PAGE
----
Synopses & Reviews
"The prolific Young (Embryoyo) sometimes seems a creature of mere whimsy, spinning provocative sentences almost at random, one after another; at other times he's a dynamo of invention, whose ceaseless changes of mood and topics, absurd connections between incompatible tones, explicitly sexual energies and underlying unease more than justify his recent prominence and his obvious influence over so many younger American poets. Between its postsurrealist comic claims ('In the desert I feel like I'm made/ entirely of broccoli') and its fun with shock value ('We sniff glue./ I have a medium-sized White House in my sperm'), this ninth book will certainly please fans. Yet the volume also finds Young reaching more often for pathos and earnest representations of pain. One of the best poems begins, 'Shouldn't someone have run for help by now?' Another begins, 'You must be careful eating thorns.' The moments of lament (evoking, at times, Wallace Stevens) allow Young to slow the book down, to make not only a poetry to caricature our contemporary culture (suffused as we are with so much information) but also a verse suffused with halting regret: these saddest of Young's poems might even bring prior doubters into his fold." Publishers Weekly (Copyright Reed Business Information, Inc.)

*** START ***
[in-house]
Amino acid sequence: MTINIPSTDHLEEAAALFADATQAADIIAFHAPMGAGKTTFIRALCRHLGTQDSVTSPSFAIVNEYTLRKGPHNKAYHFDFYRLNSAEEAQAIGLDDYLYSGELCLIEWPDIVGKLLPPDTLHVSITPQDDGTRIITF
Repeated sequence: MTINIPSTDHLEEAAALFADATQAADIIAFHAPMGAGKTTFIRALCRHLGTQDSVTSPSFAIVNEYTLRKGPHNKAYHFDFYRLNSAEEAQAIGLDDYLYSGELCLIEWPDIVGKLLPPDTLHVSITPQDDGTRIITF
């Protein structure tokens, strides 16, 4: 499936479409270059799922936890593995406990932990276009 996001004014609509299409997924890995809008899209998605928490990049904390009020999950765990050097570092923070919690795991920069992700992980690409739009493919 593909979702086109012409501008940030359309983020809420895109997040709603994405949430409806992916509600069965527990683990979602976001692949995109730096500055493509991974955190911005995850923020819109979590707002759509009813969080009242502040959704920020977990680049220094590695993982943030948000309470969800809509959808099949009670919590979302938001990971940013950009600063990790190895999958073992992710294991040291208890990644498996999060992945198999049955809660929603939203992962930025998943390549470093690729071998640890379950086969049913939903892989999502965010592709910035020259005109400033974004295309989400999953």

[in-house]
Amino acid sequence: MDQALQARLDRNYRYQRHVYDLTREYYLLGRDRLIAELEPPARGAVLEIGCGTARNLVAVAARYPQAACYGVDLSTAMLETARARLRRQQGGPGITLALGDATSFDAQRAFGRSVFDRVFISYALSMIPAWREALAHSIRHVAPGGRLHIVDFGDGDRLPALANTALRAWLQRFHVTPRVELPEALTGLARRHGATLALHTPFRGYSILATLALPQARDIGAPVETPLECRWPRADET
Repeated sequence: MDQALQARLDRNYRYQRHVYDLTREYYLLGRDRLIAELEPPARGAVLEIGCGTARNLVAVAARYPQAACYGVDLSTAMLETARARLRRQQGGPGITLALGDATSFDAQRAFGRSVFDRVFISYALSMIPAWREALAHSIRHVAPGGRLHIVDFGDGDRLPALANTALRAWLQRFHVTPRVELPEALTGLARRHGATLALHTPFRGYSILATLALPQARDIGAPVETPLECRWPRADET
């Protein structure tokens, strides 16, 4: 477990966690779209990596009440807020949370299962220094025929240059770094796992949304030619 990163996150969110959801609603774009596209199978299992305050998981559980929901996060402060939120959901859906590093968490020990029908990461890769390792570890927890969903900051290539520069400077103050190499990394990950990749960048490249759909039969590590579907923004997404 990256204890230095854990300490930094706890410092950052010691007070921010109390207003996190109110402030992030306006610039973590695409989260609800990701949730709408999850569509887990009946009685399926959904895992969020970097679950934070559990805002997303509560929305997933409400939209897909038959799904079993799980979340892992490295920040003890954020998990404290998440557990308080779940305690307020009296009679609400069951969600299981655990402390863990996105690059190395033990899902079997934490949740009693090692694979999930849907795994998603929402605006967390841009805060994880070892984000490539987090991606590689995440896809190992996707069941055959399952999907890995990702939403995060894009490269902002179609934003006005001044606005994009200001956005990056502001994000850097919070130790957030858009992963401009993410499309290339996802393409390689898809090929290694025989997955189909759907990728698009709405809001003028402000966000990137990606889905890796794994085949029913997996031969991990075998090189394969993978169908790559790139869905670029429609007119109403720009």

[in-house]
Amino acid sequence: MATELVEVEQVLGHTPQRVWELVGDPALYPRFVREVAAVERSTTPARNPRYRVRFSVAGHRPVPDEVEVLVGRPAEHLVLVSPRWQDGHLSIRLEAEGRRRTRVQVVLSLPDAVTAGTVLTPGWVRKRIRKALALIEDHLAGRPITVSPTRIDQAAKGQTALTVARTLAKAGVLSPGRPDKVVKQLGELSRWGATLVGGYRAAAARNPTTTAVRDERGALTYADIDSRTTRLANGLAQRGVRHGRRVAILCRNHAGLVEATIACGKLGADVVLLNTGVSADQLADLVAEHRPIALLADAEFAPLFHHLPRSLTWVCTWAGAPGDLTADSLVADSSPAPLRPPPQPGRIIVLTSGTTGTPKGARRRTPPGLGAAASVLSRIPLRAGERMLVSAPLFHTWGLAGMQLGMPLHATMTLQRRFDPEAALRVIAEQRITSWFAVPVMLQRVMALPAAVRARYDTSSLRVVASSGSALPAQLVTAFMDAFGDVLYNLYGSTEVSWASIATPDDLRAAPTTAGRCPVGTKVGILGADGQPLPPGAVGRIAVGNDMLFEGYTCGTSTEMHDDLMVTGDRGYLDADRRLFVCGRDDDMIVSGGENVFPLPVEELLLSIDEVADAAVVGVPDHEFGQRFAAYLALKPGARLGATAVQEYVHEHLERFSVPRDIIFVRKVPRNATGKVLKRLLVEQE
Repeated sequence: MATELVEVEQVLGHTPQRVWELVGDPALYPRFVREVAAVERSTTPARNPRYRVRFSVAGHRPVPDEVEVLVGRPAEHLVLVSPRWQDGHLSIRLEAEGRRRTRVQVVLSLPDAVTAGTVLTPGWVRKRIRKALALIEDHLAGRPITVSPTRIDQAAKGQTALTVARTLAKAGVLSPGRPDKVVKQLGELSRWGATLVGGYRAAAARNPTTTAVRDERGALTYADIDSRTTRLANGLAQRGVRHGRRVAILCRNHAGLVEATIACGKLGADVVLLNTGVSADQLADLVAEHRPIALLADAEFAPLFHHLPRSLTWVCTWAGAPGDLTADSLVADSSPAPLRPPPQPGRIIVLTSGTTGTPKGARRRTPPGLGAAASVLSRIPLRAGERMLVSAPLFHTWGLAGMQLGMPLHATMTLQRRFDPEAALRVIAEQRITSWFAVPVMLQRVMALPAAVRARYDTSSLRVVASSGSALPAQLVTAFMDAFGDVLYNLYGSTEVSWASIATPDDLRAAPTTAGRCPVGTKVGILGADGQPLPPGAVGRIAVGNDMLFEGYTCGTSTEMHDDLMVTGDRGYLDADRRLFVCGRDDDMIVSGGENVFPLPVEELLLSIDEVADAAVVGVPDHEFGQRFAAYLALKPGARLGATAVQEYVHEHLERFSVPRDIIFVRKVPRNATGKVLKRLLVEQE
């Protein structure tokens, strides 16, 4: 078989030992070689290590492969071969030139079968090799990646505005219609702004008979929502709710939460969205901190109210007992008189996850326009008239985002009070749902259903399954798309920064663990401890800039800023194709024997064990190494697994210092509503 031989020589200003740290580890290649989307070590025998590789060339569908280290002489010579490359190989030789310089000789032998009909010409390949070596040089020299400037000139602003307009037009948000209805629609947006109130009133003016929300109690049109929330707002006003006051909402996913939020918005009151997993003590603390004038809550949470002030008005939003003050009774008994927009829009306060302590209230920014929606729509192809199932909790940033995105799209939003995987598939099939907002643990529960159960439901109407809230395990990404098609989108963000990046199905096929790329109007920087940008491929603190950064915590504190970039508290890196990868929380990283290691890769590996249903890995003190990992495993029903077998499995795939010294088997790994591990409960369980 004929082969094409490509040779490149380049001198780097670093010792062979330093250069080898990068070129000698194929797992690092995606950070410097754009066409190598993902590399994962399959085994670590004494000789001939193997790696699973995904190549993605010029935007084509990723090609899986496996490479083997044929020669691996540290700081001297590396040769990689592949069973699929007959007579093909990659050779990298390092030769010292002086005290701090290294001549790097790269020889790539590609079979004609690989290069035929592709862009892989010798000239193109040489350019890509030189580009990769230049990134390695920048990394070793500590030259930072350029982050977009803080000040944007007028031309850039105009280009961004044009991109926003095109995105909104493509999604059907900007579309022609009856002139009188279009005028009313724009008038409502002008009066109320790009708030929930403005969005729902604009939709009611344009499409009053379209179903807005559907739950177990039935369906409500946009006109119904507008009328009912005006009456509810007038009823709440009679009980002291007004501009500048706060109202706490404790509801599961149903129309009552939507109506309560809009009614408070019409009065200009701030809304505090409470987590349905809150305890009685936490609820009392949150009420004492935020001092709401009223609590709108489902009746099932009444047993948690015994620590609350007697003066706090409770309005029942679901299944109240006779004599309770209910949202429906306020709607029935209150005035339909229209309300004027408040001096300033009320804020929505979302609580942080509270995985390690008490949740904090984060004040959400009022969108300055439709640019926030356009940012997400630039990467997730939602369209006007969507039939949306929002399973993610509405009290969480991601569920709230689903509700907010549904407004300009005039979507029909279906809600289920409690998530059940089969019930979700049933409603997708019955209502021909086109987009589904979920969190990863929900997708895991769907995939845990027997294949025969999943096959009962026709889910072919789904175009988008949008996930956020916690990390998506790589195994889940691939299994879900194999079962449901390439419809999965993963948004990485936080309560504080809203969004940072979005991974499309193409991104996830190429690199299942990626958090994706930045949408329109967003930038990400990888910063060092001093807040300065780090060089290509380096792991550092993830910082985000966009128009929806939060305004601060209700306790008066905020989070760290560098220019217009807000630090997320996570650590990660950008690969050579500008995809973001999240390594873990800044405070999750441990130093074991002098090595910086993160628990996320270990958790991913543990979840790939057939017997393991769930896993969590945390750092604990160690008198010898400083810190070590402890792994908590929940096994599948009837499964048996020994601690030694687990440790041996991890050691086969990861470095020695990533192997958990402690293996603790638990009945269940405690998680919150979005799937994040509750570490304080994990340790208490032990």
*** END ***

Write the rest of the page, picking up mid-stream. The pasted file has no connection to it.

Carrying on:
The ninth collection for this Pulitzer Prize finalist, who remains as entertaining, imaginative and inventive as ever.
About the Author
Dean Young has published eight previous books, most recently elegy on toy piano, a finalist for the Pulitzer Prize, and Embryoyo. He has received fellowships from the Guggenheim Foundation and the National Endowment for the Arts as well as an Academy Award in Literature from the American Academy of Arts and Letters. He teaches in the Iowa Writers' Workshop.